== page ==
30/09/2013 The Farmhouse: blogtember challenge

Monday, September 30: Share a photo of something old. Maybe something  that has personal history for you, that was passed down to you, and that has  special meaning to you. Tell us about it and why it’s special.

I was a bit stuck for this Blogtember challenge until I remembered that the OH and I drove past the old farmhouse where my dad grew up the last time we were in Canada. So, I’m going to blog about an actual farmhouse for this Blogtember challenge.

The old farmhouse. Photo: AJTC

The old farmhouse. Photo: AJTC

The funny thing is, I don’t really have any memories of this farmhouse. By the time I was old enough to really connect to this place, my grandparents had moved out. However, I still remembered roughly where it was – even though I hadn’t been anywhere near it for the last 23 years. When we were out searching for it, my uncle was driving around and almost drove right past it until I shouted and told him to stop the car.

It was quite an atmospheric day: overcast, autumnal, and damp from a morning shower. The leaves in Ontario were changing quickly and making beautiful splashes of colour against the grey background. I think the mood suited the farmhouse which was in need of a good lick of paint. However, the house looked like it had settled into its landscape well. I felt like it could tell a number of different stories about mundane activities of different members in a family and also across different generations. I would have loved to have gone inside. While I wouldn’t be able to tell what had changed, it would have been nice to look around.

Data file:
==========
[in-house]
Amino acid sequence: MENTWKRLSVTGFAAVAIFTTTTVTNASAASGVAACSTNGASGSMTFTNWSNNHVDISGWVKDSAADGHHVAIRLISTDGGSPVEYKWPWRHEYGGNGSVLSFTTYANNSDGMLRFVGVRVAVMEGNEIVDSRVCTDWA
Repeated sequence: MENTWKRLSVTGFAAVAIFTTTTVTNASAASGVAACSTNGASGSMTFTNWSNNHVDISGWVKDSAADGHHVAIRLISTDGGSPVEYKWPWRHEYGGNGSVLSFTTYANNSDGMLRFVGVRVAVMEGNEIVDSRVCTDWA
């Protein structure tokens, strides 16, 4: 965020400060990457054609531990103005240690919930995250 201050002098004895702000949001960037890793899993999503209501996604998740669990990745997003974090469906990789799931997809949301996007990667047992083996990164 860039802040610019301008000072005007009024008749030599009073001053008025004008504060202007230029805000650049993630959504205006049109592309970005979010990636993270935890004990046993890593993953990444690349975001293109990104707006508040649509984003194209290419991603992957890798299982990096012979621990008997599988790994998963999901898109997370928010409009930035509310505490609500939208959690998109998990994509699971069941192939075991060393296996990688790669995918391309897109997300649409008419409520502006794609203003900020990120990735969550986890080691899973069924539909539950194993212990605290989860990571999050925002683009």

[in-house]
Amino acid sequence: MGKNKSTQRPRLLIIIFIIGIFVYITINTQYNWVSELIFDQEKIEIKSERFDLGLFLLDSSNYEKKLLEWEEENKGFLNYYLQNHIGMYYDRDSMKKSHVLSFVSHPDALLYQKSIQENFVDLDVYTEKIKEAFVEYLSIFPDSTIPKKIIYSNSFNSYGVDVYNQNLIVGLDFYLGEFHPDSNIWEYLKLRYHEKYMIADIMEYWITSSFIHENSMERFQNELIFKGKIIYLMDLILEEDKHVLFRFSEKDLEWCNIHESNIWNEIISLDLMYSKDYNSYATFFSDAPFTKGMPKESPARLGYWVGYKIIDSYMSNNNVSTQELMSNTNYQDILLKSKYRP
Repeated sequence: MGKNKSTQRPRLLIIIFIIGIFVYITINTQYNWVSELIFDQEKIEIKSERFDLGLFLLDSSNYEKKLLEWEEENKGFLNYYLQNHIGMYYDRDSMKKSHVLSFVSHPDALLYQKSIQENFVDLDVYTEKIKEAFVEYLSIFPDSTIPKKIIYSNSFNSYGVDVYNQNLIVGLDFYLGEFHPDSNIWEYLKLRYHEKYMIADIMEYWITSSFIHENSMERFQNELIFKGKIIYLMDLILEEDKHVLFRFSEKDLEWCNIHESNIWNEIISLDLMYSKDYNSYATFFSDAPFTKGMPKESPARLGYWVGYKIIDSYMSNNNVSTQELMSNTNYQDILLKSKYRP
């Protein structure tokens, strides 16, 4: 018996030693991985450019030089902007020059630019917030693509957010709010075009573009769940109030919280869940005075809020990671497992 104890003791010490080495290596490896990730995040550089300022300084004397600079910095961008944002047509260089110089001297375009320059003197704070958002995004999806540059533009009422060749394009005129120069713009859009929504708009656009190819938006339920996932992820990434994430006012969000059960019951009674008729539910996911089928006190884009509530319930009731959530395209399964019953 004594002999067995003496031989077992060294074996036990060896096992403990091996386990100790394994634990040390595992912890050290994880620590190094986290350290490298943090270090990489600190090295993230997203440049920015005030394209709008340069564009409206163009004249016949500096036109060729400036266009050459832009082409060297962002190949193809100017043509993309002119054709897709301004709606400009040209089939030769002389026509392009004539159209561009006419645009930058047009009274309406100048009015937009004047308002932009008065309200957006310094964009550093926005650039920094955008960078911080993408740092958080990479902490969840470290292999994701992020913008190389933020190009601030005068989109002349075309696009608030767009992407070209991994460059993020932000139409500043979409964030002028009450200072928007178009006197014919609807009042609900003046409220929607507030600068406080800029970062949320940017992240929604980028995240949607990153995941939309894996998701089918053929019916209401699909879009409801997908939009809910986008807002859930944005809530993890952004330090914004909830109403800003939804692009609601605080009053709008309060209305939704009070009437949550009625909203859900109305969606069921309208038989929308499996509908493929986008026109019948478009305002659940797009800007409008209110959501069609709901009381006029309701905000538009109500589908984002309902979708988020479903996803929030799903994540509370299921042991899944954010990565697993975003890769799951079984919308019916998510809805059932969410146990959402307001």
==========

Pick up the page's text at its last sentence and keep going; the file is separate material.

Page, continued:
What makes this ‘something’ so important to me is because its a physical piece of my history. My father lived there for a significant length of time, and it reflects the type of places and houses that my grandparents lived in as well. It also reflects a certain type of living and life which has become more eroded since I was a child.

During the same trip, we went even farther north to visit a place where my grandparents settled before my father was born.

Photo: AJCT

Photo: AJTC

This rather bleak image is of the remains of an old hydro-electric community where my grandparents lived before my father was born. I remember hearing so many stories about the Canyon and had always wanted to go and actually see what it was like. I couldn’t really envisage what it would look like. I had seen some black and white photos of the Canyon when there were houses still erected, but these were knocked down after the hydro dam was mechanised.

Abitibi Canyon - photo by RH Frampton

The Canyon. Photo: RH Frampton

My aunts and my grandparents lived here for a while, in a very isolated community. I can’t imagine growing up in such an isolated community. It was virtually cut off during winter, and the only hospital was miles away by train. My grandpa used to talk about hunting geese and other wildlife up around the Canyon.

When I was at the Canyon, it was virtually silent bar the sound of the river and dam. It had rained heavily on the drive up to the settlement, and I was fighting a cold. I found the place rather eerie. There were loads of memories, and experiences that had been obliterated by the destruction of the houses and the mechanisation of the Dam, but at the same time, it was clear that nature was starting to come back in slow dribs and drabs. Soon, any indication that people  used to live in this place were going to be erased.